Next Level Chef Winner Pyet DeSpain And Mentor Nyesha Arrington Reveal Show Secrets - Exclusive Interview

Gordon Ramsay is a fixture of food television, and a culinary icon known for his excellence, his brutal honesty, and the intensity of his kitchens. His latest project, "Next Level Chef" makes no exception. The cooking competition featured 15 chefs looking to prove their own culinary excellence, while working under the direct mentorship of Ramsay himself, alongside brilliant chefs Nyesha Arrington and Richard Blaise. Not only did the chefs have to crank out top-notch dishes under tight deadlines to face meticulous judging, but they were also forced to put their skills to the test by rotating through a series of kitchens, ranging from world-class to barely functioning. After ten weeks of mentorship, tough challenges, tons of elevator rides, and a few kitchen fires too, the first season of "Next Level Chef" has come to a next level conclusion.

And the winner is ... chef Pyet DeSpain! The Los Angeles-based social media chef was on Team Nyesha during the competition and used her Native American roots, as well as her obsession with learning new culinary knowledge, to propel her through every kitchen challenge from the basement, all the way to the top. Now, she's opening up about what it's like cooking in the Next Level kitchens, and what this win means for her. In an exclusive interview with Mashed, both DeSpain and her mentor, chef Nyesha Arrington, shared new details about the show and what it takes to be a "Next Level Chef," not to mention the life-changing experience of working with Gordon Ramsay.

Winning Next Level Chef is about more than just food for Pyet DeSpain

Congratulations Pyet, first of all! Can you tell us how it feels to be crowned the first winner of "Next Level Chef"?

Pyet DeSpain: It's actually pretty amazing. This is the first season of "Next Level Chef" and I imagine there'll be a lot more amazing people that come from the show. To be the first winner of the first season and not only that, I'm a female. I'm a woman in the culinary world. I'm also a Native American, also Mexican American, I think it's phenomenal and I'm super honored and proud to represent indigenous food. It's not only that I am native, but I'm also making native food on the show and I'm trying to bring my heritage in and it's a phenomenal experience. Yeah, I'm still pinching myself. It still hasn't totally hit me yet.

How confident were you about things going into the final round of the competition?

DeSpain: I'm a very spiritual person and [for] the entirety of filming for the show, I was really sinking deep into my spirituality and trying to connect and trying to stay calm and focused. I remember that day, I called my mom and I was like, "I think I'm going to win. I feel it in my soul. I have a feeling." I was praying the night before and I prayed that morning and I was doing my thing and meditating, trying to stay in a good frame of mind. I had this moment of a message of clarity. It was like, "You have everything that you need, you possess everything you already need to do this, you have to show up and do what you do well," and I did that to the best of my ability.

Going into that day, I was nervous and it's a huge ... Until you see the finale, you won't understand. It was a crazy day.  I told myself, I have to stay calm and I was doing my best I possibly can but once it was all over, and I hadn't even known that I was the winner, not yet — we were finished cooking and we did the challenge and all of that — I wanted to cry because I was like, "Wow, I did this thing and I did it with a lot of heart and a lot of soul."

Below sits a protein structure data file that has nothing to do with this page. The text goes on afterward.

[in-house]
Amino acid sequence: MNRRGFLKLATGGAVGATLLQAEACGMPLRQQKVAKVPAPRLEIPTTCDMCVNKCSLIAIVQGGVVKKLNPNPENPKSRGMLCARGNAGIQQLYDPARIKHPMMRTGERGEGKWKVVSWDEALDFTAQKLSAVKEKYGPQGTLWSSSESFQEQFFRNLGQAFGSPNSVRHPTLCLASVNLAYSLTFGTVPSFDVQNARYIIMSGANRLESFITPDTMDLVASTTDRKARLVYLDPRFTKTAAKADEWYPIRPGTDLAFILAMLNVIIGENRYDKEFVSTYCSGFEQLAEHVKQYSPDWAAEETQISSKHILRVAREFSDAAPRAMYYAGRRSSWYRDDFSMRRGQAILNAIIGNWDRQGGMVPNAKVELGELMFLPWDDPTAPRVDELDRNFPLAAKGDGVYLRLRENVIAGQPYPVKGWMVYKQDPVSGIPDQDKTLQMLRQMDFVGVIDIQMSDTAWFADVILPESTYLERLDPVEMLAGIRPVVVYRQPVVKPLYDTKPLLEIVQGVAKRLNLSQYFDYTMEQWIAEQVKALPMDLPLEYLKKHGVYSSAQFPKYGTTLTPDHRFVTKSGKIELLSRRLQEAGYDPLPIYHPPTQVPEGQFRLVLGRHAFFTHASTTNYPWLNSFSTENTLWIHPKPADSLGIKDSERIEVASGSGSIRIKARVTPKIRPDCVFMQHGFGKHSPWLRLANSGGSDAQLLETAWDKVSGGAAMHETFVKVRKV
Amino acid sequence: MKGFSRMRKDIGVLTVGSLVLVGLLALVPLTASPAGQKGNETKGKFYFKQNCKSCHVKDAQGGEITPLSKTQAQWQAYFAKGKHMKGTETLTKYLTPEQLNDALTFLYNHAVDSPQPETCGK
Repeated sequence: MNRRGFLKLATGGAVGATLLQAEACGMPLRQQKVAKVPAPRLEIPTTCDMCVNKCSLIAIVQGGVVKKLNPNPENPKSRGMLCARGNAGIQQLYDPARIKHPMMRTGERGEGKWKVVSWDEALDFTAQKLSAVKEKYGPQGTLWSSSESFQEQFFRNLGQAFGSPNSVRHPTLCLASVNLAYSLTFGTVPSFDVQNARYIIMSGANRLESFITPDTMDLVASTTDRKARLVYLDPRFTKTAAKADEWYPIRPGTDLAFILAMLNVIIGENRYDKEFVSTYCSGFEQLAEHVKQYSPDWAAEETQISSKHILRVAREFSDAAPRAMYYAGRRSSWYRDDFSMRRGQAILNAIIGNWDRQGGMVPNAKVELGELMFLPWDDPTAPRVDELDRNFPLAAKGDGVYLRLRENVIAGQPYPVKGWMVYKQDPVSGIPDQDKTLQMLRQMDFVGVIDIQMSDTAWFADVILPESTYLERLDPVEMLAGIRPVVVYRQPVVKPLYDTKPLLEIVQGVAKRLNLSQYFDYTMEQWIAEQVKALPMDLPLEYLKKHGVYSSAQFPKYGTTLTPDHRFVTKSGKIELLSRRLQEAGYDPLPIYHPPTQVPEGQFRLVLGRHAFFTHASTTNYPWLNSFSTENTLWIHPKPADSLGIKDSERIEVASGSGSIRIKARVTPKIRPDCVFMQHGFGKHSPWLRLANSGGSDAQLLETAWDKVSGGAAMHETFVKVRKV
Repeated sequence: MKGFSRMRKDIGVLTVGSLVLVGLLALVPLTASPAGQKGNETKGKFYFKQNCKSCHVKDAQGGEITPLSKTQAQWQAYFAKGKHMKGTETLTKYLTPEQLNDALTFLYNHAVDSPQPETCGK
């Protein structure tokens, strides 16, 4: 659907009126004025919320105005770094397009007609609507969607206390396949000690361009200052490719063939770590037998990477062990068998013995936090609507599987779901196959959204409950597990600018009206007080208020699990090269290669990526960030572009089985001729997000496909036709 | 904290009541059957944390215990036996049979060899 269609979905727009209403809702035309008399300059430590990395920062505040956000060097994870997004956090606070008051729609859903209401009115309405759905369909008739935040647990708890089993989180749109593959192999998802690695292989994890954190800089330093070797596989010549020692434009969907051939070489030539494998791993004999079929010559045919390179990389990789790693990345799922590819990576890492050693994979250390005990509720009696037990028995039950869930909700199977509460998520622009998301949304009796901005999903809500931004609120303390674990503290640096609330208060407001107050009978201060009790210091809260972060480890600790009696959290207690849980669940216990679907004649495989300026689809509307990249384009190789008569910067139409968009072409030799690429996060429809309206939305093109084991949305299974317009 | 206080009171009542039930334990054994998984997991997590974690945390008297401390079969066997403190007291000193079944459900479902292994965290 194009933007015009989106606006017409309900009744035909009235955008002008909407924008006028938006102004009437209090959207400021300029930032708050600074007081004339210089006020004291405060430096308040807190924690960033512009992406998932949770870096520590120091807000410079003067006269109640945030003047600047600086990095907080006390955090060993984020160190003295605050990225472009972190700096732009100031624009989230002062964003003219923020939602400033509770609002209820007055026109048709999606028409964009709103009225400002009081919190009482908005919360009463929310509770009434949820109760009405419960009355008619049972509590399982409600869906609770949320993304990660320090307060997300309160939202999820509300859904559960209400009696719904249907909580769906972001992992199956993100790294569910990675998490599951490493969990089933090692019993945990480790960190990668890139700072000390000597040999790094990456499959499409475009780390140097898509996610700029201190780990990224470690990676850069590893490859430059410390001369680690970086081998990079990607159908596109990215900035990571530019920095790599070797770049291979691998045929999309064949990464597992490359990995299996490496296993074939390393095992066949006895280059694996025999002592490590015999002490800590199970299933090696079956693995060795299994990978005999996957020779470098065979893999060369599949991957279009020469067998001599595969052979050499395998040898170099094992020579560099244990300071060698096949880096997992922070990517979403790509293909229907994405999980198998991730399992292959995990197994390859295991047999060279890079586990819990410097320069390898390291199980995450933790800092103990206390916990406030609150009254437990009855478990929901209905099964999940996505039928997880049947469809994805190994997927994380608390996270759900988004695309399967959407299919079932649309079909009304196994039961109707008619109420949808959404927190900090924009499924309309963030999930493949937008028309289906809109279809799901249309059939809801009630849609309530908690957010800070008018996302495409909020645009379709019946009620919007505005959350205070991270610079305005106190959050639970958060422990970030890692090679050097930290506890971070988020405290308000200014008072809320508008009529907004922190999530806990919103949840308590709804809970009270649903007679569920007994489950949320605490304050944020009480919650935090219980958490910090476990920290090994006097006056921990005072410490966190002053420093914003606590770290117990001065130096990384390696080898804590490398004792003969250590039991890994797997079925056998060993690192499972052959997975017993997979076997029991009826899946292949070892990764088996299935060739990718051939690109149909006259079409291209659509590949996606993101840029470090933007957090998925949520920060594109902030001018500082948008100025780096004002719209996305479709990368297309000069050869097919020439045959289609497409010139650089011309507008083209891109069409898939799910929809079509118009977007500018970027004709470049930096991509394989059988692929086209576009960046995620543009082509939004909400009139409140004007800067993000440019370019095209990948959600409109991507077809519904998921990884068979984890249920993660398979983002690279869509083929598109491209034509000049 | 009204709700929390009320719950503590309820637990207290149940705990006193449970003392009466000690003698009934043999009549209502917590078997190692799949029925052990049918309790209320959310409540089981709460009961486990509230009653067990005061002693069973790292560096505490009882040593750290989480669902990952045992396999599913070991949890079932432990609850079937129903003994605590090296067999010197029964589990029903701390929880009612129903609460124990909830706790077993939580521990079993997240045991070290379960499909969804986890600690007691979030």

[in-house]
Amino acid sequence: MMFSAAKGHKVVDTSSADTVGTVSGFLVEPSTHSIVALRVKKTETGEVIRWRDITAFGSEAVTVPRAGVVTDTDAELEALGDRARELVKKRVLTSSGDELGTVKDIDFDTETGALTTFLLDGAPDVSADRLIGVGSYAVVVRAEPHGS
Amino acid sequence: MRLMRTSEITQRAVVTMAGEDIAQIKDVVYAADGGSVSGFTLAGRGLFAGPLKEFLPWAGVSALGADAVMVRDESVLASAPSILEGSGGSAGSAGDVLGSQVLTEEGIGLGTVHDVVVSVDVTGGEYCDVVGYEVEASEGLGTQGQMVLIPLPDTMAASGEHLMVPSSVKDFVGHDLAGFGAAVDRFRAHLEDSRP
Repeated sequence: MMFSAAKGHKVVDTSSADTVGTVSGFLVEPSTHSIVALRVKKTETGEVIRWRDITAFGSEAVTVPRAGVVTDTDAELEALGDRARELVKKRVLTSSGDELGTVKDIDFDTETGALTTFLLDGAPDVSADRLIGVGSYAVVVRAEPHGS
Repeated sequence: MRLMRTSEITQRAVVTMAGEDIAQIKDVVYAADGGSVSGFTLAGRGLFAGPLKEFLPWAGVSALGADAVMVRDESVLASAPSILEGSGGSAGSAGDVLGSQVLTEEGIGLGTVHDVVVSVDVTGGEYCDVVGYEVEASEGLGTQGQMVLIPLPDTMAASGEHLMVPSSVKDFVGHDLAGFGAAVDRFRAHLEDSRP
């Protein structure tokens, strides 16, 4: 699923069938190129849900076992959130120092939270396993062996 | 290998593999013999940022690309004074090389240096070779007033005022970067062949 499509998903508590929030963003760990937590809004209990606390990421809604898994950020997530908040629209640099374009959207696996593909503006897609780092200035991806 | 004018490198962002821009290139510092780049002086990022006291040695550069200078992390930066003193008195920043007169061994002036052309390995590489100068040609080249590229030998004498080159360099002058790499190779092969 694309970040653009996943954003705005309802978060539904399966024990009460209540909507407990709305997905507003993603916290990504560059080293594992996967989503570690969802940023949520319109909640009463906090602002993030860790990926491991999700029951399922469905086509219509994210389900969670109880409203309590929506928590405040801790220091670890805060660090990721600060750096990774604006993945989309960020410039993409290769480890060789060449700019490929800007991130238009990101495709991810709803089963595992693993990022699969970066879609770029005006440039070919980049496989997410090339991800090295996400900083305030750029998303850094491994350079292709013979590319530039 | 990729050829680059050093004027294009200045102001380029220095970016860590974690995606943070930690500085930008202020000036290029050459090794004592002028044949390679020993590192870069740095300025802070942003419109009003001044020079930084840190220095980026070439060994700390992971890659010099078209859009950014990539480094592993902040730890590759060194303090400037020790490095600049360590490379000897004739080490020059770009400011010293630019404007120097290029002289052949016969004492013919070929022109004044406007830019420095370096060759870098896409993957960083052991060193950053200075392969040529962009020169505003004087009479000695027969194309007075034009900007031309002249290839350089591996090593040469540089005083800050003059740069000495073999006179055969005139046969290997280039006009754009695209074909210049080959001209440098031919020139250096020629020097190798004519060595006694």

All of it's nerve-racking, but also, I had to keep that sense of calm and clarity of, "You already have what it takes to be here and you deserve to be here." As a chef, we all have our moments of imposter syndrome or not [feeling] talented enough when comparing ourselves to the next person and their journey and what they've been able to experience as chefs. I have to really stay in my lane and do what I do best.

Chef Nyesha Arrington on mentoring the winner of Next Level Chef

Nyesha, how does it feel on the first season of "Next Level Chef" to have a member from your team be crowned the winner?

Nyesha Arrington: Well, whoever would have won, I would have been proud of them. But specifically, Pyet, because she is such a soulful person. What she stands for, the competitor who showed up in the kitchen every day — every chef has good days and bad days but through the hurdles, through the gauntlet, through the three kitchens, through being a great teammate, being a great mentee — she took direction well. She also showed herself, so to say I'm proud is truly an understatement. I'm proud of her as a chef, but I'm also proud of her as a human and being able to meet her mom and see her lineage and who she is and where she comes from was truly an amazing experience.

As she mentioned, this is the first season. I'm really proud. I've always worked for male chefs coming up, so to be able to see someone striving for excellence in a space that's definitely underrepresented is very beautiful and powerful. From the show so far, there's been so many messages from around the world of people who are so inspired to see women of color out there doing the damn thing and people don't know the outcome yet. There's a lot of DMs that I get from people that are cheering for Pyet, for sure.

Chef Pyet DeSpain dishes on cooking in the Next Level kitchens

Pyet, what is it like cooking in these Next Level kitchens?

DeSpain: Oh my gosh, it's crazy. We have the three kitchens. One is just bare bones, not a whole lot going on in there — which, as a chef, you really, really have to be creative and be quick on your feet and be able to improvise and make something happen. You don't even have metal forks, you don't have metal spoons. It's crazy. We were cooking with plastic forks down there. I was trying to make a sauce, whip it up with all this elbow grease. I was like, "I've never made guac with this much elbow grease in my life." It's insane because you literally have nothing in the basement. You have to be really, really creative and so, there's moments where you're like, "How am I going to make this work?"